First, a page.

Amazing Stories, #606, December 2004

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"The Man from Breakneck" by Larry Tritten
"Shadowboxer" by Paul Di Filippo
"Release the Knot" by Patrick Weekes
"Grafts on the Memory Tree" by Steve Carper
"Hostile Takeover" by Aaron Allston

ImageLarry Tritten’s "The Man from Breakneck" took me some effort to get into, but my initial difficulty was rewarded by this off-kilter story of the Anthracite Cowboy’s adventures in a future Western land of digital ghosts. Marinade Gunnison hires the Cowboy to head to Pine Box, a "ghost town" populated by "demiplasmic individeols" of famous Western heroes. A man named Prescott has ridden off to Pine Box with four hundred of Marinade’s silver-eagle dollars, and she wants the Cowboy to get them back.

The Cowboy rides off, talks straight, and shoots straighter, and soon finds Prescott, along with a passel of other interesting folks. Tritten’s story is a peculiar conglomerate of Western jargon and jawbreaking technological neologisms, but on the whole it works well in creating a genuinely futuristic sense of difference.

Paul Di Filippo’s "Shadowboxer," the story of a man who can kill anyone just by staring at them and imagining their death, raises some uncomfortable political questions. As might be inevitable, the narrator has had his talent coopted by the government for use in the "War on Terror," and he does his job with resignation, until one day when he discovers just how far his employers have extended the definition of the "War on Terror."

The story is told in fragments, and effectively conveys a sense of the narrator’s isolation and lack of control over his own life. It’s inevitable, perhaps, that it ends where it does, at the point where he has once again been given the opportunity to control his own fate, rather than that of others.

Why not one more story about a magical, talking sword? Such is Patrick Weekes’ "Release the Knot," which puts an interesting spin on the gimmick. Caelthras is a magical sword sworn to destroy the evil Dreadlord, and she comes up with a constant stream of incredibly overcomplicated plots to fulfill her destiny. Her bearer suspects that she creates such complex schemes to try to put off the destruction of the Dreadlord as long as possible, since, in fulfilling her destiny, Caelthras will also be destroyed.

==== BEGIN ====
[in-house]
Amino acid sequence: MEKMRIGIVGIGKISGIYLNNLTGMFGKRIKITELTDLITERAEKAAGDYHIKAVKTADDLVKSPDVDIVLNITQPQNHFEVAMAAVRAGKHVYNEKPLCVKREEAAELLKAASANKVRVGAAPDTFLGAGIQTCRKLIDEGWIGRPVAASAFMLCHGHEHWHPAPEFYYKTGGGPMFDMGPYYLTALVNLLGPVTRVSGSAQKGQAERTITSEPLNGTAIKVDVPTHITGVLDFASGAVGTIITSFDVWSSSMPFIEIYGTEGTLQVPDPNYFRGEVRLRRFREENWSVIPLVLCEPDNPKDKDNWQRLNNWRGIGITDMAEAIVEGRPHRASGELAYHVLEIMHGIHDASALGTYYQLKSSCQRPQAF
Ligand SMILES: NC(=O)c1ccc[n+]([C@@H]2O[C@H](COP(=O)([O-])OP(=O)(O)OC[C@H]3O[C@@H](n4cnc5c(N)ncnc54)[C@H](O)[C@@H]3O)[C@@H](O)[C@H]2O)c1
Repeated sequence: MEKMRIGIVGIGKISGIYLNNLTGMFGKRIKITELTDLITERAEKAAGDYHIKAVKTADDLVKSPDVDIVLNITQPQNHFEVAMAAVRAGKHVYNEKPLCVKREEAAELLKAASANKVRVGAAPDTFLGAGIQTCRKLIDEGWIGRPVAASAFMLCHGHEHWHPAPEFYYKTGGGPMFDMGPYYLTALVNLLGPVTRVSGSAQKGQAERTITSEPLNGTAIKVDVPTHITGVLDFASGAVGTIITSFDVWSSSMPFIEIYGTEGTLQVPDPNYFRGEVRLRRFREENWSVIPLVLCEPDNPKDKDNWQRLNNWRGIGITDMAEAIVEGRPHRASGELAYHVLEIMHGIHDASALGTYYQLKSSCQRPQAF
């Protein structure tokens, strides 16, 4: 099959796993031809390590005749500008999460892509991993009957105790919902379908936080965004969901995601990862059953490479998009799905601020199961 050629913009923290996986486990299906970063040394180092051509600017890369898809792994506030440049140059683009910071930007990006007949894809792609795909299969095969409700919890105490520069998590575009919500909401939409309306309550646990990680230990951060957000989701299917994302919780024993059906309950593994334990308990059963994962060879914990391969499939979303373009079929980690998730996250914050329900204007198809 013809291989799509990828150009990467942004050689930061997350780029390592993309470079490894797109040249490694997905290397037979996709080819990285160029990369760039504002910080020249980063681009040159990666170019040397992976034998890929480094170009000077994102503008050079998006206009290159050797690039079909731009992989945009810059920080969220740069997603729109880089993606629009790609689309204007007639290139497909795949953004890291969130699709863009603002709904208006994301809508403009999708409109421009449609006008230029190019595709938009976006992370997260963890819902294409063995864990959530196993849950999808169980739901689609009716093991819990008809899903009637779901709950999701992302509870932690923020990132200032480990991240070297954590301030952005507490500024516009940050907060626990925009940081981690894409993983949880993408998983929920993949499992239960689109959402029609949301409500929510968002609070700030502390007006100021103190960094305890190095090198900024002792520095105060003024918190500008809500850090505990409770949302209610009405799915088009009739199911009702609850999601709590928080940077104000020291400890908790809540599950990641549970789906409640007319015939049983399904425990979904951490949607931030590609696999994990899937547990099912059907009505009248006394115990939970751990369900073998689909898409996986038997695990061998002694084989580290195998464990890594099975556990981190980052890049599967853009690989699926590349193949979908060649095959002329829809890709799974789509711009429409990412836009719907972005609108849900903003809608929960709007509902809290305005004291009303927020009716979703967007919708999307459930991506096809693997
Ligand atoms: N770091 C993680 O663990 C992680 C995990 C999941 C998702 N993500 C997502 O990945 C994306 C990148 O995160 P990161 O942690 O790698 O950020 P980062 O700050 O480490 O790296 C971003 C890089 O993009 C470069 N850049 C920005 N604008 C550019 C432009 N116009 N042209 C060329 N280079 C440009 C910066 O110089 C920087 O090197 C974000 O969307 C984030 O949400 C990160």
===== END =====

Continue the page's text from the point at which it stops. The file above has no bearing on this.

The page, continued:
Her current plot involves giant bats, murk goblins, Thershoni enchanters, and more, and her skeptical bearer soon finds himself fighting Gorlych, the Dreadlord’s First Blade, while naked and drenched in honey. Remarkably, things do not go downhill from there. "Release the Knot" is an entertaining and appealingly light-hearted sword-and-sorcery tale.

Steve Carper’s "Grafts on the Memory Tree" takes a look at the institution of marriage in a society where human memory has been enormously enhanced through electronic implants. Austin and Emily are getting married tomorrow, and as is now the custom, they consummate their union through the sharing of each other’s memories: "Memories bind, person to person, group to group. Memory trees are the growing world’s only villages, only connections, only permanencies."

While the idea of marriage become a literal merging of two mind is intriguing and plausible, I didn’t find this story terribly persuasive on an emotional level. The extrapolation inherent in the setting didn’t seem matched on the individual level; Austin and Emily seemed too much like present-day people, rather than people who had grown up in and absorbed the mores and standards of such a society.

Amazing’s "1,000 Words" feature in this issue pairs author Aaron Allston with art by Blake Flynn. Flynn’s painting is of a striking woman in a white dress, seated, with a large green frog on her lap. Allson’s story, "Hostile Takeover," tells of the fate of a corporate raider who hopes to make the titular "hostile takeover" of the woman’s company, only to find out that there is more to her than meets the eye. Like many short-short tales, the effect is focused on the sting in the tail.